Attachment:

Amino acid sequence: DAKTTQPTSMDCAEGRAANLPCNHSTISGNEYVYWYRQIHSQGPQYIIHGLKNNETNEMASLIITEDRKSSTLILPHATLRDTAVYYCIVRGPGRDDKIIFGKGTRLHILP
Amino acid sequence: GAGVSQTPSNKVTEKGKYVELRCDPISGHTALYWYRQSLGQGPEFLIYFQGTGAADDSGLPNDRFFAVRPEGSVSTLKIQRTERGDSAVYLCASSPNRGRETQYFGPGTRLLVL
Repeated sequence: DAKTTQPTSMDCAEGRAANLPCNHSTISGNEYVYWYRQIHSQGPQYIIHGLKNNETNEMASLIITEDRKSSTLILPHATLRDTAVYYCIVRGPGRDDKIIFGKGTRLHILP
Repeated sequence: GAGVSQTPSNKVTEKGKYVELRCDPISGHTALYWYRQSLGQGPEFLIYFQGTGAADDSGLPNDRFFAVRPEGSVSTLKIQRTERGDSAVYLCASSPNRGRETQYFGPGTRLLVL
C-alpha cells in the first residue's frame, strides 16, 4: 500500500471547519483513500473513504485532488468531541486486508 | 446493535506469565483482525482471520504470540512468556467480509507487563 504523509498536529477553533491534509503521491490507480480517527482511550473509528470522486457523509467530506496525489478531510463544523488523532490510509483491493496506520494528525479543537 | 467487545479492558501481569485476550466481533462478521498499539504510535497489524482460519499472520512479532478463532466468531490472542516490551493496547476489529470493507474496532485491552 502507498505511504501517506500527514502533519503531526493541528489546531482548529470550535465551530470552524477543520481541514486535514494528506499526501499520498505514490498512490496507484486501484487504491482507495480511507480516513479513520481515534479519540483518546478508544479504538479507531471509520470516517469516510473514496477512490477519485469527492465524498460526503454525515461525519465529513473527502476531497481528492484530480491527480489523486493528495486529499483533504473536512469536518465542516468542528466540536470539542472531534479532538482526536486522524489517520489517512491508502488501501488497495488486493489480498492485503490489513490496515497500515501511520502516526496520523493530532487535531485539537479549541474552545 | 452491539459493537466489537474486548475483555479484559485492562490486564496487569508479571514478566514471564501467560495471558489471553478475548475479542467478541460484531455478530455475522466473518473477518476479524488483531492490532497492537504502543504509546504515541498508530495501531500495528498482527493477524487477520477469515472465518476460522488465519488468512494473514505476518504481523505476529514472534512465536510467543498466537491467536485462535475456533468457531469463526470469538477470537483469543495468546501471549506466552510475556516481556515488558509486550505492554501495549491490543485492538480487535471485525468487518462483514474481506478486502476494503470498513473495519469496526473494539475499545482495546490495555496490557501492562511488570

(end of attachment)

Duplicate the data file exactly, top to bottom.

Amino acid sequence: DAKTTQPTSMDCAEGRAANLPCNHSTISGNEYVYWYRQIHSQGPQYIIHGLKNNETNEMASLIITEDRKSSTLILPHATLRDTAVYYCIVRGPGRDDKIIFGKGTRLHILP
Amino acid sequence: GAGVSQTPSNKVTEKGKYVELRCDPISGHTALYWYRQSLGQGPEFLIYFQGTGAADDSGLPNDRFFAVRPEGSVSTLKIQRTERGDSAVYLCASSPNRGRETQYFGPGTRLLVL
Repeated sequence: DAKTTQPTSMDCAEGRAANLPCNHSTISGNEYVYWYRQIHSQGPQYIIHGLKNNETNEMASLIITEDRKSSTLILPHATLRDTAVYYCIVRGPGRDDKIIFGKGTRLHILP
Repeated sequence: GAGVSQTPSNKVTEKGKYVELRCDPISGHTALYWYRQSLGQGPEFLIYFQGTGAADDSGLPNDRFFAVRPEGSVSTLKIQRTERGDSAVYLCASSPNRGRETQYFGPGTRLLVL
C-alpha cells in the first residue's frame, strides 16, 4: 500500500471547519483513500473513504485532488468531541486486508 | 446493535506469565483482525482471520504470540512468556467480509507487563 504523509498536529477553533491534509503521491490507480480517527482511550473509528470522486457523509467530506496525489478531510463544523488523532490510509483491493496506520494528525479543537 | 467487545479492558501481569485476550466481533462478521498499539504510535497489524482460519499472520512479532478463532466468531490472542516490551493496547476489529470493507474496532485491552 502507498505511504501517506500527514502533519503531526493541528489546531482548529470550535465551530470552524477543520481541514486535514494528506499526501499520498505514490498512490496507484486501484487504491482507495480511507480516513479513520481515534479519540483518546478508544479504538479507531471509520470516517469516510473514496477512490477519485469527492465524498460526503454525515461525519465529513473527502476531497481528492484530480491527480489523486493528495486529499483533504473536512469536518465542516468542528466540536470539542472531534479532538482526536486522524489517520489517512491508502488501501488497495488486493489480498492485503490489513490496515497500515501511520502516526496520523493530532487535531485539537479549541474552545 | 452491539459493537466489537474486548475483555479484559485492562490486564496487569508479571514478566514471564501467560495471558489471553478475548475479542467478541460484531455478530455475522466473518473477518476479524488483531492490532497492537504502543504509546504515541498508530495501531500495528498482527493477524487477520477469515472465518476460522488465519488468512494473514505476518504481523505476529514472534512465536510467543498466537491467536485462535475456533468457531469463526470469538477470537483469543495468546501471549506466552510475556516481556515488558509486550505492554501495549491490543485492538480487535471485525468487518462483514474481506478486502476494503470498513473495519469496526473494539475499545482495546490495555496490557501492562511488570